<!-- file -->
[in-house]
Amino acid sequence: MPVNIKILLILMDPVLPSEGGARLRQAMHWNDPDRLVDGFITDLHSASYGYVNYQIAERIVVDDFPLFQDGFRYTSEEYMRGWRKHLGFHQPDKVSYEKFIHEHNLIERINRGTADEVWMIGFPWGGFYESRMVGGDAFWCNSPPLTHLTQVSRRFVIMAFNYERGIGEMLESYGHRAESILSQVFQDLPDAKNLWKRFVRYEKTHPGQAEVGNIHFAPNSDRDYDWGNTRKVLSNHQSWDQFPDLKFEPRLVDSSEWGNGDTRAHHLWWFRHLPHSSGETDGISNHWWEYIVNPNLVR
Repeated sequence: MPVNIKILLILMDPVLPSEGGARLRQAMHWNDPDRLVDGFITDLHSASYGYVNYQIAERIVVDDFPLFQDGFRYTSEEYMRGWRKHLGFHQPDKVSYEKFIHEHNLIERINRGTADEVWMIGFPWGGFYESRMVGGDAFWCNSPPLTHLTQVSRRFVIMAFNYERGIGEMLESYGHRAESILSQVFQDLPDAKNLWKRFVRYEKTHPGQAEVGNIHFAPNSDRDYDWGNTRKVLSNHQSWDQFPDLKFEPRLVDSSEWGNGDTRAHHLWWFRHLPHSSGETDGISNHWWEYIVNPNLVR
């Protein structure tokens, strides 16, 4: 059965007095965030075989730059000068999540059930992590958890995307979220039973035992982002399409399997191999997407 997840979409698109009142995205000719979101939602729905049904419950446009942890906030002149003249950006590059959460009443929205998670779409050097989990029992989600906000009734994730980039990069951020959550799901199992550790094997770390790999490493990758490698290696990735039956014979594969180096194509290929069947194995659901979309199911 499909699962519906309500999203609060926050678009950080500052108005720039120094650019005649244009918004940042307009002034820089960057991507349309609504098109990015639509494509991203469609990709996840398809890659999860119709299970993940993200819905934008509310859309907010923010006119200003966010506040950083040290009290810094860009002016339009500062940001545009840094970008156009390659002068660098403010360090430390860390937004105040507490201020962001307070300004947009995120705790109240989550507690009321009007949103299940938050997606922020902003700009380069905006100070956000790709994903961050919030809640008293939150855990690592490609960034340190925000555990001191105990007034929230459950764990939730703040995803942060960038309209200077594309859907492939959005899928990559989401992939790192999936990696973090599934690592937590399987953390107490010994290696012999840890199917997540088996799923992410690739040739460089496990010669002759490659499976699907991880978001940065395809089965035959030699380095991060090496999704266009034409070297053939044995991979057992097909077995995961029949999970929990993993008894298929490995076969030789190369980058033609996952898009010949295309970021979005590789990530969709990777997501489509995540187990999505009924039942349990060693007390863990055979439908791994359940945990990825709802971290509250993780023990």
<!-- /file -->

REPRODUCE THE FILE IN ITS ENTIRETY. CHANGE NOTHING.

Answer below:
[in-house]
Amino acid sequence: MPVNIKILLILMDPVLPSEGGARLRQAMHWNDPDRLVDGFITDLHSASYGYVNYQIAERIVVDDFPLFQDGFRYTSEEYMRGWRKHLGFHQPDKVSYEKFIHEHNLIERINRGTADEVWMIGFPWGGFYESRMVGGDAFWCNSPPLTHLTQVSRRFVIMAFNYERGIGEMLESYGHRAESILSQVFQDLPDAKNLWKRFVRYEKTHPGQAEVGNIHFAPNSDRDYDWGNTRKVLSNHQSWDQFPDLKFEPRLVDSSEWGNGDTRAHHLWWFRHLPHSSGETDGISNHWWEYIVNPNLVR
Repeated sequence: MPVNIKILLILMDPVLPSEGGARLRQAMHWNDPDRLVDGFITDLHSASYGYVNYQIAERIVVDDFPLFQDGFRYTSEEYMRGWRKHLGFHQPDKVSYEKFIHEHNLIERINRGTADEVWMIGFPWGGFYESRMVGGDAFWCNSPPLTHLTQVSRRFVIMAFNYERGIGEMLESYGHRAESILSQVFQDLPDAKNLWKRFVRYEKTHPGQAEVGNIHFAPNSDRDYDWGNTRKVLSNHQSWDQFPDLKFEPRLVDSSEWGNGDTRAHHLWWFRHLPHSSGETDGISNHWWEYIVNPNLVR
């Protein structure tokens, strides 16, 4: 059965007095965030075989730059000068999540059930992590958890995307979220039973035992982002399409399997191999997407 997840979409698109009142995205000719979101939602729905049904419950446009942890906030002149003249950006590059959460009443929205998670779409050097989990029992989600906000009734994730980039990069951020959550799901199992550790094997770390790999490493990758490698290696990735039956014979594969180096194509290929069947194995659901979309199911 499909699962519906309500999203609060926050678009950080500052108005720039120094650019005649244009918004940042307009002034820089960057991507349309609504098109990015639509494509991203469609990709996840398809890659999860119709299970993940993200819905934008509310859309907010923010006119200003966010506040950083040290009290810094860009002016339009500062940001545009840094970008156009390659002068660098403010360090430390860390937004105040507490201020962001307070300004947009995120705790109240989550507690009321009007949103299940938050997606922020902003700009380069905006100070956000790709994903961050919030809640008293939150855990690592490609960034340190925000555990001191105990007034929230459950764990939730703040995803942060960038309209200077594309859907492939959005899928990559989401992939790192999936990696973090599934690592937590399987953390107490010994290696012999840890199917997540088996799923992410690739040739460089496990010669002759490659499976699907991880978001940065395809089965035959030699380095991060090496999704266009034409070297053939044995991979057992097909077995995961029949999970929990993993008894298929490995076969030789190369980058033609996952898009010949295309970021979005590789990530969709990777997501489509995540187990999505009924039942349990060693007390863990055979439908791994359940945990990825709802971290509250993780023990």